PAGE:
For all parameters assessed by the DXA and the anthropometric method, mean average ( ), median (Me), and standard deviation (s) were calculated; minimal (Min) and maximal (Max) values were given. Because of the unfulfilled assumption of the normal distribution of two variables correlated with each other, the Spearman's rho correlation was calculated to examine the interrelations between the obtained parameters assessed with DXA and anthropometric method.


  Results Top


Statistical characteristic of age of examined women: = 68, Me = 69, s = 9.123 years. The BMI values in the women examined with DXA method ( = 28.44, Me = 28.05, s = 4.931, Min = 20.10, Max = 44.20 kg/m2) were similar to those calculated from the body proportions ratio ( = 28.40, Me = 28.76, s = 5.12, Min = 18.03, Max = 43.54 kg/m2). In [Table 1], statistical characteristics of all of the collected parameters of DXA [position: 1–14] and anthropometric parameters are presented [position: 15–32].
Table 1: Statistical characteristics: Age of participants and collected parameters

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The Spearman's rho correlation showed a statistically significant association (P < 0.05) between: RAL and AC (R = 0.328, P= 0.020), RAL and FC (R = 0.357, P= 0.011), RAL and ATB (R = 0.328, P= 0.020). These correlations were positive, of moderate level (R = 0.30–0.49). In line with the increase of RAL value, AC, FC, and ATB increase [Table 2].
Table 2: Fat and lean mass of upper limb, lower limb, body: Assessment with dual-energy X-ray absorptiometry and anthropometric method

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The Spearman's rho correlation showed a statistically significant association (P < 0.05) between: RLF and TC (R = 0.418, P= 0.003), RLF and SC (R = 0.367, P= 0.009), RLF and LLMI (R = 0.300, P= 0.034), RLF %F and TC (R = 0.370, P= 0,008), RLF %F and SC (R = 0.411, P= 0.030), RLF %F and LLMI (R = 0.304, P= 0.032), and TR %F and SC (R = 0.313, P= 0.027). These correlations were positive, of moderate level (0.30–0.49). In line with the increase of RLF and RLF %F values, TC, SC, and LLMI also increase. Moreover, SC also increases in line with TR%F [Table 2].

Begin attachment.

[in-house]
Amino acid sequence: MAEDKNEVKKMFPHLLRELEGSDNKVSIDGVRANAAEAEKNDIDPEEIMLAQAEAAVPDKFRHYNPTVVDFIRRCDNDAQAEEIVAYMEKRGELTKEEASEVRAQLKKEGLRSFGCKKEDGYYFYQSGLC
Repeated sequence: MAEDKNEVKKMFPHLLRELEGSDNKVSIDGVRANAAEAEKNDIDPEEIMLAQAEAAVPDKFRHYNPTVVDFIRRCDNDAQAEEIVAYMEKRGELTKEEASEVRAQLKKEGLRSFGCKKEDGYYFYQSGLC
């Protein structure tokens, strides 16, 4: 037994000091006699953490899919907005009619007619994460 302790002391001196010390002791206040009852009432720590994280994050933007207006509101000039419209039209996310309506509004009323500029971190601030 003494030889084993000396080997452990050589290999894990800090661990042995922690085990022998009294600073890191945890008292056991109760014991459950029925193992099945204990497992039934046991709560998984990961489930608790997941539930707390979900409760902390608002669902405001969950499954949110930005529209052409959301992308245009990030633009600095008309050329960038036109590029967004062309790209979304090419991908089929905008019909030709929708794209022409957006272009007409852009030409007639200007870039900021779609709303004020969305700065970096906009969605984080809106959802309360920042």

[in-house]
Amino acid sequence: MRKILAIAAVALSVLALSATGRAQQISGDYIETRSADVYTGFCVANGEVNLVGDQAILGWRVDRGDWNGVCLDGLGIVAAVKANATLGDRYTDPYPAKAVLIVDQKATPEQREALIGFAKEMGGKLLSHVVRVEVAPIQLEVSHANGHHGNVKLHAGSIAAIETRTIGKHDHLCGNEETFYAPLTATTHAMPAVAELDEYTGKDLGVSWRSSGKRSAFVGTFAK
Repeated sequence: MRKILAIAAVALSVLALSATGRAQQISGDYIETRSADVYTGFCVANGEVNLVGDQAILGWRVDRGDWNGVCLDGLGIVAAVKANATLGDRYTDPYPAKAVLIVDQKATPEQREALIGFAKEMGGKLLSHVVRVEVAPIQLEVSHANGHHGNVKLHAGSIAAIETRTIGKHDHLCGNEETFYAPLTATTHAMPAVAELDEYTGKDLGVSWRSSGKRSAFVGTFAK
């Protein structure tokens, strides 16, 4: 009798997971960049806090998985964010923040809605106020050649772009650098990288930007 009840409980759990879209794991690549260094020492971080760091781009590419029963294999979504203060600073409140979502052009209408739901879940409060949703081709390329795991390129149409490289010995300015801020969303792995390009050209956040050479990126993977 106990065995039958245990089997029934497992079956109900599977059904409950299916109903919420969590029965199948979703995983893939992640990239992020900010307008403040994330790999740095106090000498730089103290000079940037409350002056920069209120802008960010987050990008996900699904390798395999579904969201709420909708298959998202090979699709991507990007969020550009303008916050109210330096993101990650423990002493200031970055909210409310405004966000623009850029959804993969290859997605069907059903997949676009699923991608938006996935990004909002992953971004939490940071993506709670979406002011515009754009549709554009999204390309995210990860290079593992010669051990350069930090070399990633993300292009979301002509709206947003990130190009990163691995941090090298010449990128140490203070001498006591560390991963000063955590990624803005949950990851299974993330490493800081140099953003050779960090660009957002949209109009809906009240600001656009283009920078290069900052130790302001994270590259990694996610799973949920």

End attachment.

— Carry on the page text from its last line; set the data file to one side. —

The Spearman's rho correlation showed a statistically moderate association (P < 0.05) between: VAT Mass and WHtR (R = 0.305, P= 0.031), VAT mass and BMI (R = 0.279, P= 0.05), AF and WHtR (R = 0.287, P= 0.044), GF and ŠI (R = 0.318, P= 0.025), GF and BMI (R = 0.289, P= 0.042), AR %F and WHtR (R = 0.333, P= 0.018), AR %F and BMI (R = 0.298, P= 0.035), and GR %F and WHtR (R = 0.309, P= 0.029). These correlations were positive, of moderate level (R = 0.30–0.49) or of weak level (R = 0.00–0.29). In line with the increase of VAT mass value, WHtR, and BMI also increase. What is more, in line with the increase of AF value, WHtR also increases. Moreover, ŠI and BMI increase in line with GF; WHtR and BMI increase in line with AR %F; WHtR increases in line with GR %F [Table 2].


  Discussion Top